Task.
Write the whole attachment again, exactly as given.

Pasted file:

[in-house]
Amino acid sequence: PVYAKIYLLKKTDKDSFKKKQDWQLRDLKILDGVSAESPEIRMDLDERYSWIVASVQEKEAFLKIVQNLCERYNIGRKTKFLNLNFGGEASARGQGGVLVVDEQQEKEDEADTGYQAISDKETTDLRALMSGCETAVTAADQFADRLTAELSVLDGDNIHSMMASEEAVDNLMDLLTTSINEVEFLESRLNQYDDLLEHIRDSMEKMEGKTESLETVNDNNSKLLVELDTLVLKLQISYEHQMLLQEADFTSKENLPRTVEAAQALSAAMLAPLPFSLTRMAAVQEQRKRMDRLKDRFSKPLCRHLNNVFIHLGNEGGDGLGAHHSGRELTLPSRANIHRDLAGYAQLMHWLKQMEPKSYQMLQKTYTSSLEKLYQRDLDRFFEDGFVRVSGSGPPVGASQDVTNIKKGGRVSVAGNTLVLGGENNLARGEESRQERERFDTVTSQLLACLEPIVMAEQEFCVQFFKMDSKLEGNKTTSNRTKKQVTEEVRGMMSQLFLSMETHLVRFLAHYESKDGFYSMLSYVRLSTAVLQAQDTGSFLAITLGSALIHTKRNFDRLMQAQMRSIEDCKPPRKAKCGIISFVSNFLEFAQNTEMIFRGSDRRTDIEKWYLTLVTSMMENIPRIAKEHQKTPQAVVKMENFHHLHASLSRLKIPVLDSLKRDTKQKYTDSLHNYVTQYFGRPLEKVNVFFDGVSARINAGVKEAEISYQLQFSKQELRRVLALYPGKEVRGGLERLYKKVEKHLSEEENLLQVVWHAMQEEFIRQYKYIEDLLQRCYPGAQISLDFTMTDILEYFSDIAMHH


[in-house]
Amino acid sequence: PVYAKIYLLKKTDKDSFKKKQDWQLRDLKILDGVSAESPEIRMDLDERYSWIVASVQEKEAFLKIVQNLCERYNIGRKTKFLNLNFGGEASARGQGGVLVVDEQQEKEDEADTGYQAISDKETTDLRALMSGCETAVTAADQFADRLTAELSVLDGDNIHSMMASEEAVDNLMDLLTTSINEVEFLESRLNQYDDLLEHIRDSMEKMEGKTESLETVNDNNSKLLVELDTLVLKLQISYEHQMLLQEADFTSKENLPRTVEAAQALSAAMLAPLPFSLTRMAAVQEQRKRMDRLKDRFSKPLCRHLNNVFIHLGNEGGDGLGAHHSGRELTLPSRANIHRDLAGYAQLMHWLKQMEPKSYQMLQKTYTSSLEKLYQRDLDRFFEDGFVRVSGSGPPVGASQDVTNIKKGGRVSVAGNTLVLGGENNLARGEESRQERERFDTVTSQLLACLEPIVMAEQEFCVQFFKMDSKLEGNKTTSNRTKKQVTEEVRGMMSQLFLSMETHLVRFLAHYESKDGFYSMLSYVRLSTAVLQAQDTGSFLAITLGSALIHTKRNFDRLMQAQMRSIEDCKPPRKAKCGIISFVSNFLEFAQNTEMIFRGSDRRTDIEKWYLTLVTSMMENIPRIAKEHQKTPQAVVKMENFHHLHASLSRLKIPVLDSLKRDTKQKYTDSLHNYVTQYFGRPLEKVNVFFDGVSARINAGVKEAEISYQLQFSKQELRRVLALYPGKEVRGGLERLYKKVEKHLSEEENLLQVVWHAMQEEFIRQYKYIEDLLQRCYPGAQISLDFTMTDILEYFSDIAMHH